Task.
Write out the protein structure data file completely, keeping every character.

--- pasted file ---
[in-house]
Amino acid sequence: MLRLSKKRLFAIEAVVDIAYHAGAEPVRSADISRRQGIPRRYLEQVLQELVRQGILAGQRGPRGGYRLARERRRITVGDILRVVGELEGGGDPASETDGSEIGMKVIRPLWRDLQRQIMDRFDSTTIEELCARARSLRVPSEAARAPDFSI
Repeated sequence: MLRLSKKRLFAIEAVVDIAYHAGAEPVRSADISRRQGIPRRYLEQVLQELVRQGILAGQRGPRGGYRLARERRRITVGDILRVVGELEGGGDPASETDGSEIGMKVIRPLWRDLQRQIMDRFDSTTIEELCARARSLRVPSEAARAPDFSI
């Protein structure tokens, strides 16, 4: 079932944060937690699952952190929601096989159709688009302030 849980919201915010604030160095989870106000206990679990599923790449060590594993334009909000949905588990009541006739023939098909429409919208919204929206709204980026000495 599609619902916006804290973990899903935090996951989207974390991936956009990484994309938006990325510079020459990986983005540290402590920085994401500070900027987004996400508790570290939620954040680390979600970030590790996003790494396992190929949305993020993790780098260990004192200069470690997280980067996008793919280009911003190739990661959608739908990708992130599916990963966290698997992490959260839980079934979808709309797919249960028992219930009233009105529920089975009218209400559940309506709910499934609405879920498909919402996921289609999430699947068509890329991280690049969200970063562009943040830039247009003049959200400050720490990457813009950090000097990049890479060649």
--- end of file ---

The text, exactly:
[in-house]
Amino acid sequence: MLRLSKKRLFAIEAVVDIAYHAGAEPVRSADISRRQGIPRRYLEQVLQELVRQGILAGQRGPRGGYRLARERRRITVGDILRVVGELEGGGDPASETDGSEIGMKVIRPLWRDLQRQIMDRFDSTTIEELCARARSLRVPSEAARAPDFSI
Repeated sequence: MLRLSKKRLFAIEAVVDIAYHAGAEPVRSADISRRQGIPRRYLEQVLQELVRQGILAGQRGPRGGYRLARERRRITVGDILRVVGELEGGGDPASETDGSEIGMKVIRPLWRDLQRQIMDRFDSTTIEELCARARSLRVPSEAARAPDFSI
């Protein structure tokens, strides 16, 4: 079932944060937690699952952190929601096989159709688009302030 849980919201915010604030160095989870106000206990679990599923790449060590594993334009909000949905588990009541006739023939098909429409919208919204929206709204980026000495 599609619902916006804290973990899903935090996951989207974390991936956009990484994309938006990325510079020459990986983005540290402590920085994401500070900027987004996400508790570290939620954040680390979600970030590790996003790494396992190929949305993020993790780098260990004192200069470690997280980067996008793919280009911003190739990661959608739908990708992130599916990963966290698997992490959260839980079934979808709309797919249960028992219930009233009105529920089975009218209400559940309506709910499934609405879920498909919402996921289609999430699947068509890329991280690049969200970063562009943040830039247009003049959200400050720490990457813009950090000097990049890479060649």